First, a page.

PETALING JAYA: Following a meeting with Meta and Google on Monday, the Malaysian Communications and Multimedia Commission (MCMC) says it is considering adopting regulatory frameworks similar to those implemented in Australia and Canada, requiring online media platforms to compensate news outlets for their content.
The discussion was co-chaired by Communications and Digital Ministry secretary-general Datuk Mohamad Fauzi Md Isa and MCMC chairman Tan Sri Mohamad Salim Fateh Din.
Also in attendance were MCMC commission member Derek Fernandez and the police.
“MCMC is looking into the need to ensure that fair and equitable compensation is paid to content creators where social media or over-the-top media service (OTT) platforms exploit their works or content,” said Fernandez.
“The issue of fair and just compensation for news outlets whose news is commercially exploited by social media outlets is an important matter that is being discussed around the world,” he said.
He added that Canada, Australia and Europe had embarked on such discussions, some of which would result in new laws and regulations.
“It is only fair and just that the profits of digitalisation and the monetisation of data through such platforms address fair monetary compensation for local content creators.
“This may ultimately in the future extend beyond news outlets. Local news outlets carry very heavy cost, give jobs and bear huge overheads to create news content that is monetised by such platforms directly or indirectly.“The push for digitalisation has forced those who embrace it to have to utilise technology owned only by an elite few who, while bringing many benefits, have also enjoyed tremendous profits for decades.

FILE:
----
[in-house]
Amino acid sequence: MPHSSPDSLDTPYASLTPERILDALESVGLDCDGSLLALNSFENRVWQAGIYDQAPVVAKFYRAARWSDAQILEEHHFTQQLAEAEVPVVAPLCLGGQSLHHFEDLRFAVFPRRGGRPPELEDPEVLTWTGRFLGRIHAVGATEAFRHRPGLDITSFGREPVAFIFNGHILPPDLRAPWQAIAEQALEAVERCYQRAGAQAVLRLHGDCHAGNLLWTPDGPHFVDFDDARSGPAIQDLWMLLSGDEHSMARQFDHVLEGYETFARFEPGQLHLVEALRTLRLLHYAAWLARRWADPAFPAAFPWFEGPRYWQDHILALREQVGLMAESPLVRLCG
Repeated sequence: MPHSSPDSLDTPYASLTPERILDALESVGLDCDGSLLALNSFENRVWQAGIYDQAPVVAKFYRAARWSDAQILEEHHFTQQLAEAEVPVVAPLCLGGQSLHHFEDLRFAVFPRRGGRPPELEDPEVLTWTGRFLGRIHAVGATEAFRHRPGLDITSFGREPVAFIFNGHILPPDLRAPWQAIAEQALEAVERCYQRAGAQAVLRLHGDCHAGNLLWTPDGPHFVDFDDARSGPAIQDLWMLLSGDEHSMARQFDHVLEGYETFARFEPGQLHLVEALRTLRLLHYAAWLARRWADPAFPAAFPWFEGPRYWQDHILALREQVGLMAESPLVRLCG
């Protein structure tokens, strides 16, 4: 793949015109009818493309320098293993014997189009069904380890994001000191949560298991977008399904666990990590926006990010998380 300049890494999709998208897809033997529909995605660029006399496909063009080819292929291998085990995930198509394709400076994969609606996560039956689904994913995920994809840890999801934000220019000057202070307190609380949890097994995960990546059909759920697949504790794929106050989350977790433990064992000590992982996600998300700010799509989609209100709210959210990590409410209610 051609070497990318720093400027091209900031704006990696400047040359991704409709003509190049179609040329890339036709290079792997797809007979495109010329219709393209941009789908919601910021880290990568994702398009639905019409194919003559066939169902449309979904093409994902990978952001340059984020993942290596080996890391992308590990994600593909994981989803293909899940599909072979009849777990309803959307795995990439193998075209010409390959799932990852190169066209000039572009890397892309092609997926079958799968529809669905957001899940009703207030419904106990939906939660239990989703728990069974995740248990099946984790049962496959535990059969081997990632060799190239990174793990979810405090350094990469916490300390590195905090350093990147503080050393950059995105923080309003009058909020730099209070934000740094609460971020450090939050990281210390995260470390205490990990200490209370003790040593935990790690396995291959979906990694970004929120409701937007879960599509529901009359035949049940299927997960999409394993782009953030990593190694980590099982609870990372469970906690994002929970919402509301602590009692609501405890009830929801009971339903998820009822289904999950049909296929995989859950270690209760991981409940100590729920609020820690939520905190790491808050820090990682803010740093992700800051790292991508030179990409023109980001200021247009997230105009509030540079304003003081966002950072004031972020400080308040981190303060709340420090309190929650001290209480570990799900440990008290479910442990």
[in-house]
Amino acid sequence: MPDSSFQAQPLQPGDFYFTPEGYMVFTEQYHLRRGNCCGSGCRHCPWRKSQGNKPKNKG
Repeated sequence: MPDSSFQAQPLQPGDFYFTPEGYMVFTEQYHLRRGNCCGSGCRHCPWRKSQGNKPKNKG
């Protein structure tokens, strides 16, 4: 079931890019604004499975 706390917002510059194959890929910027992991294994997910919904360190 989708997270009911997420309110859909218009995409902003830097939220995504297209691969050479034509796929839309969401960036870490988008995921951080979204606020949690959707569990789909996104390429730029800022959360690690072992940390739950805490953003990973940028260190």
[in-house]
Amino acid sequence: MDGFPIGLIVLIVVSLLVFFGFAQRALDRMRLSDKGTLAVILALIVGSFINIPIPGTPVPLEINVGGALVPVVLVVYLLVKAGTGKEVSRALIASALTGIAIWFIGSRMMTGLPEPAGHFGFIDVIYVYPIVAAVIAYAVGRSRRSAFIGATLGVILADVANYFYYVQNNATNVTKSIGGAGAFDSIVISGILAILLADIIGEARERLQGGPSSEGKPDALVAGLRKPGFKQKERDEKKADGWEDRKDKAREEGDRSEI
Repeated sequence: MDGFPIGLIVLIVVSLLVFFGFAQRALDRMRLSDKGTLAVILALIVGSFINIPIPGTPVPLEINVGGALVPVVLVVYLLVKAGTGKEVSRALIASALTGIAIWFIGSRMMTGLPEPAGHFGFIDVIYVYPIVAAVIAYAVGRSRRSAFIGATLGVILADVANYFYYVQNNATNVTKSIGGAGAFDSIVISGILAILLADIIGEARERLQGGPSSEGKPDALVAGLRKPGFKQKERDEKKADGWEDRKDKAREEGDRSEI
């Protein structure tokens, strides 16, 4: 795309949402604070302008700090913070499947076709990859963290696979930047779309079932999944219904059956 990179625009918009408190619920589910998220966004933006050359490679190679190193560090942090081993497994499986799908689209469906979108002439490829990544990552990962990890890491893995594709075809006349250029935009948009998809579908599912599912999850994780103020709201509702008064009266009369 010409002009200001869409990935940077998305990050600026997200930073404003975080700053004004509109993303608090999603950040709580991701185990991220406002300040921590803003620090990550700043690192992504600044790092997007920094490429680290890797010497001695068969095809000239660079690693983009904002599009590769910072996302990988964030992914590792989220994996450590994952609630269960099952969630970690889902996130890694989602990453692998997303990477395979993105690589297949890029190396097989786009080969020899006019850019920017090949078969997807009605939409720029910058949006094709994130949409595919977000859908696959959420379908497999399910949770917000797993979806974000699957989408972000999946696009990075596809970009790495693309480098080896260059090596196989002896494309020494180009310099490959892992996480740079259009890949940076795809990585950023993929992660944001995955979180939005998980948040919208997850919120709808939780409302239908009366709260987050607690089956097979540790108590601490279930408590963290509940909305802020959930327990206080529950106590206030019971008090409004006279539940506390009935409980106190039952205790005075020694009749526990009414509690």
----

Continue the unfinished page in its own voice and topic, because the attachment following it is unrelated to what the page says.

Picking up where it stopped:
“It perhaps is time to look at the need to protect our citizens and local businesses so as to ensure a fairer sharing of the commercial exploitation and monetisation of data, especially data involving creative content,” said Fernandez.
Universiti Sains Malaysia senior lecturer Dr Ngo Sheau Shi concurred, seeing this compensation as a fair and much needed win-win solution.
“Many media industries in the global south, including Malaysia, face economic challenges and struggle with limited resources.
“Content deals can provide the… financial injections they need to invest in quality journalism and improve their infrastructure.
“A fair and transparent model will allow the local media outlets to grow and then lead to job creation. Journalists, editors, technicians and other media professionals can find more stable employment opportunities, leading to a more robust media industry,” she said.
Ngo said tech giants like Meta and Google need to offer localised content to expand their user base in the region, a crucial role that local media outlets can fill.
“Local media outlets plays a crucial role in highlighting local issues, culture and voices. By compensating local media, tech giants can ensure that these voices are not drowned out by larger international media entities.
“A thriving local media scene can promote trustworthy local sources; tech giants can then build trust with their regional user base,” she said.
According to MCMC, the passing of the Mandatory News Media Bargaining Code in Australia led to both Google and Meta making voluntary compensation agreements with news outlets.
In the case of Canada, its Bill C-11 looked into regulating streaming platforms, requiring that they support locally produced content.
MCMC also said it is moving towards regulating digital platforms to tackle online harm due to evolving online media.
“These challenges include the dissemination of online harm pertinent to child sexual abuse material, online gambling, content inciting race, royalty and religious (3R) discontent, scams and phishing, the sale and promotion of illegal drugs and prohibited substances, impersonation, the spread of disinformation and fake news,” the regulatory body said in a statement.
According to MCMC, a separate meeting on the same issues had been scheduled with TikTok.